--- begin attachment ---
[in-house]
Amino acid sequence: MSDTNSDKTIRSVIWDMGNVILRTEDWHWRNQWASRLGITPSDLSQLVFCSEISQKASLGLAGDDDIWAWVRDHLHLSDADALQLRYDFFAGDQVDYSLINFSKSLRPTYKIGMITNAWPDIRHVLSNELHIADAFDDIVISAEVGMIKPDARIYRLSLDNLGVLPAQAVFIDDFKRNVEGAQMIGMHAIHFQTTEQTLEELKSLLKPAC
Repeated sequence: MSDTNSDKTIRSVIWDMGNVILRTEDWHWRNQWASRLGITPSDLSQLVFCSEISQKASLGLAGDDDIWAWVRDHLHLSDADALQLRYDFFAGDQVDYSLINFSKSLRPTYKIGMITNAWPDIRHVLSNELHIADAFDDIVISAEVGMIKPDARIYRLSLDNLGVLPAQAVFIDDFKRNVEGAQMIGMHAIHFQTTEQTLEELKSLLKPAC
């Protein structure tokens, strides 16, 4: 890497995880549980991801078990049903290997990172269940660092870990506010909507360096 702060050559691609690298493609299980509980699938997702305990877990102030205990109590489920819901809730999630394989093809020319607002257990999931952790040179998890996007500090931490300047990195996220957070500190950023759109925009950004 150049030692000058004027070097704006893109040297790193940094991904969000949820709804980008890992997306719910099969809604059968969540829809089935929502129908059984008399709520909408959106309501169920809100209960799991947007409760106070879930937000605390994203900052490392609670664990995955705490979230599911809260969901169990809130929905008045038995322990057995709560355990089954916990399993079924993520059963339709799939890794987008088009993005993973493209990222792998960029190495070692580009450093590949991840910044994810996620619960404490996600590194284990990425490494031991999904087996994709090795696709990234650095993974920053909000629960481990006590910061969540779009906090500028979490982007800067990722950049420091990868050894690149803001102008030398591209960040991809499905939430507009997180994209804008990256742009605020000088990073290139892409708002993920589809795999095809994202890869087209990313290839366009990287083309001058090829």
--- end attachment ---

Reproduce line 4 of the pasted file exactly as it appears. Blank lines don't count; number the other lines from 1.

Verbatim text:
């Protein structure tokens, strides 16, 4: 890497995880549980991801078990049903290997990172269940660092870990506010909507360096 702060050559691609690298493609299980509980699938997702305990877990102030205990109590489920819901809730999630394989093809020319607002257990999931952790040179998890996007500090931490300047990195996220957070500190950023759109925009950004 150049030692000058004027070097704006893109040297790193940094991904969000949820709804980008890992997306719910099969809604059968969540829809089935929502129908059984008399709520909408959106309501169920809100209960799991947007409760106070879930937000605390994203900052490392609670664990995955705490979230599911809260969901169990809130929905008045038995322990057995709560355990089954916990399993079924993520059963339709799939890794987008088009993005993973493209990222792998960029190495070692580009450093590949991840910044994810996620619960404490996600590194284990990425490494031991999904087996994709090795696709990234650095993974920053909000629960481990006590910061969540779009906090500028979490982007800067990722950049420091990868050894690149803001102008030398591209960040991809499905939430507009997180994209804008990256742009605020000088990073290139892409708002993920589809795999095809994202890869087209990313290839366009990287083309001058090829």